It’s stylish to look at. It’s light as a feather. It’s brilliantly ventilated. It’s easy to adjust. But Peter Maniaty found the updated Kask Valegro still has a few quirks.
Like several Kask road models, the Valegro was developed in collaboration with UCI WorldTour heavyweights, Team Ineos. Specifically, the British team was looking for a new helmet option with minimum weight and maximum cooling to sit alongside Kask’s more aero stablemate, the Protone.
Refined using wind-tunnel simulations for optimal thermo-cooling performance, the Valegro boasts a quite remarkable 37 air vents (yep, I counted them) and weighs in a touch under 200g for the ‘large’ model reviewed.
Throw in easily removable frontal padding to further increase airflow around your head, and this is a lid clearly designed for riders who spend a lot of time pushing the pedals in hot conditions. In others words, pretty much anyone in Australia.
However, this brings me to the first quirk. While the Valegro lining is seemingly well-equipped to handle steamy conditions with myriad air vents and a 5mm internal layer of fast-wicking antistatic and bacteriostatic thermoformed padding, real-world experience showed it wasn’t great at sweat absorption, especially with the frontal padding removed.
Now to be fair, I sweat a lot. But so do plenty of other riders, and the minimal presence of lateral padding across the brow lining, due to the polycarbonate shell’s vertically oriented inner channels, means there simply isn’t a lot of fabric to soak up the salty stuff as it flows down your forehead.
On warmer days I spent considerable time wiping sweat from my eyes and came to the conclusion that wearing a skullcap, bandana or sweatband is a must for a rider like myself. No big deal, except that doing so is likely to increase heat retention and, thus, defeat the whole purpose.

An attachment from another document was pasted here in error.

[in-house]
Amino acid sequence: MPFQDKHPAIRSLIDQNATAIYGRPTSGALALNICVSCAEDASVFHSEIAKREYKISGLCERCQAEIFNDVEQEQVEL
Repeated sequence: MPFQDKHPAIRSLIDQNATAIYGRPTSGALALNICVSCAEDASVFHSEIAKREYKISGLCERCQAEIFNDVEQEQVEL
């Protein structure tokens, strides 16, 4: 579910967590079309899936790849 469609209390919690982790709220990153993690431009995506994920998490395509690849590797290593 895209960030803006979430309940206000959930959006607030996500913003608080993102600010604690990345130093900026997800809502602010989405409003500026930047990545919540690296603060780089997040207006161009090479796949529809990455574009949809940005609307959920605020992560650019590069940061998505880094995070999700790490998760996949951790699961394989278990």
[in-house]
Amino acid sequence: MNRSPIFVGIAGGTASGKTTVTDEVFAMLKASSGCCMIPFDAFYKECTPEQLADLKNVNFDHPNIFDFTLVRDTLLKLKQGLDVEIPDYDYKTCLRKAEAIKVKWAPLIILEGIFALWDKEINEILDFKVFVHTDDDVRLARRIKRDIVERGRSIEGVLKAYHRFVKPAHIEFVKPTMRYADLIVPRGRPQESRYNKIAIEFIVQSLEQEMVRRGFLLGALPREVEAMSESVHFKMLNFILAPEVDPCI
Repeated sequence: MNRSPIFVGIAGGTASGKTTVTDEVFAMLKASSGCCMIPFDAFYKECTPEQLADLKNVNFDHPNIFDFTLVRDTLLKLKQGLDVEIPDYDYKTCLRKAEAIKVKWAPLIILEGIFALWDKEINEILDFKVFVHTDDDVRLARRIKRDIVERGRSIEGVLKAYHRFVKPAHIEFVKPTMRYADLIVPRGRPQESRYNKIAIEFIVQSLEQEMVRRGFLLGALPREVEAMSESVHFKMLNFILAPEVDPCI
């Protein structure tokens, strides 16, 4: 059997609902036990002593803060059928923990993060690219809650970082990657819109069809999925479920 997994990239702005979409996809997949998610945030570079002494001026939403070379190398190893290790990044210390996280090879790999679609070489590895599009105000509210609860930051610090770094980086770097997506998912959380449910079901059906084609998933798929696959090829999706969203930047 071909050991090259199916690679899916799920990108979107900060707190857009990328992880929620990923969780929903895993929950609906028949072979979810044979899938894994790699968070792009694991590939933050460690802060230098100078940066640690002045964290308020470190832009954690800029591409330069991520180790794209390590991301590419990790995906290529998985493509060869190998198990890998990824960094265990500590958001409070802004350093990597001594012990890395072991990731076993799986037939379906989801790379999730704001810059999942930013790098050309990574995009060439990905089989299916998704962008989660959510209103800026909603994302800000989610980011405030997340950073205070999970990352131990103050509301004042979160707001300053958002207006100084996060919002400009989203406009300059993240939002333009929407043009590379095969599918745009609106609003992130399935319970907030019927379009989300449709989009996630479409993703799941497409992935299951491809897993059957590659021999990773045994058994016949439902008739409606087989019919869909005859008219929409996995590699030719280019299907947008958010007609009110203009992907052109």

Wiping sweat to one side, I found helmet fit was another area of both strength and weakness for the Valegro. Inside is Kask’s simply excellent ‘Octo Fit’ inner adjustment system, which connects to the main body of the helmet at the temples and the rear.
It’s one of the best systems I’ve come across, complementing an easy-to-use rubberised tightening dial (common to most better-quality road lids these days) with the added ability to independently adjust two rear lining occipital pads, allowing you to position them in exactly the right spot for the left and right sides of your head, however symmetrical—or not—they might be.
It’s a bit fiddly to get the hang of at first, but once you do, you can make micro adjustments ad nauseam and it really does make a big difference to overall comfort.
The other thing worth noting is the inner lining cradle offers an impressive 50mm of up/down tilt at the back of your head, again allowing you to position things just right.
I had a little trouble with the positioning of my riding glasses. I found the design of the Valegro’s inner lining—and specifically the placement of the rear occipital pads—meant the arms of my glasses never seemed to sit flush.
The short-term solution was to move the occipital pads into a less comfortable position, but this isn’t something I’d be keen to do long term if I’d just spent $299 on a new lid.
Now, I have no doubt the shape of my head, and possibly the shape and brand of my eyewear, had something to do with this. There’s every chance your Valegro experience will be completely different and particularly if you’re using Koo eyewear – Koo being Kask’s sister brand.
For this reason, and perhaps more than many of the items you’ll find reviewed in these pages, it’s important to test the Valegro out for yourself before you stump up your hard-earned money.
Ultralight and wonderfully ventilated, the Kask Valegro is unquestionably a top shelf road helmet for warm-weather riding. Yet it’s also something of an enigma. Depending on the shape of your head and how much you sweat, it might be the best summer helmet you’ve ever owned. Or somewhat frustrating. Try before you buy.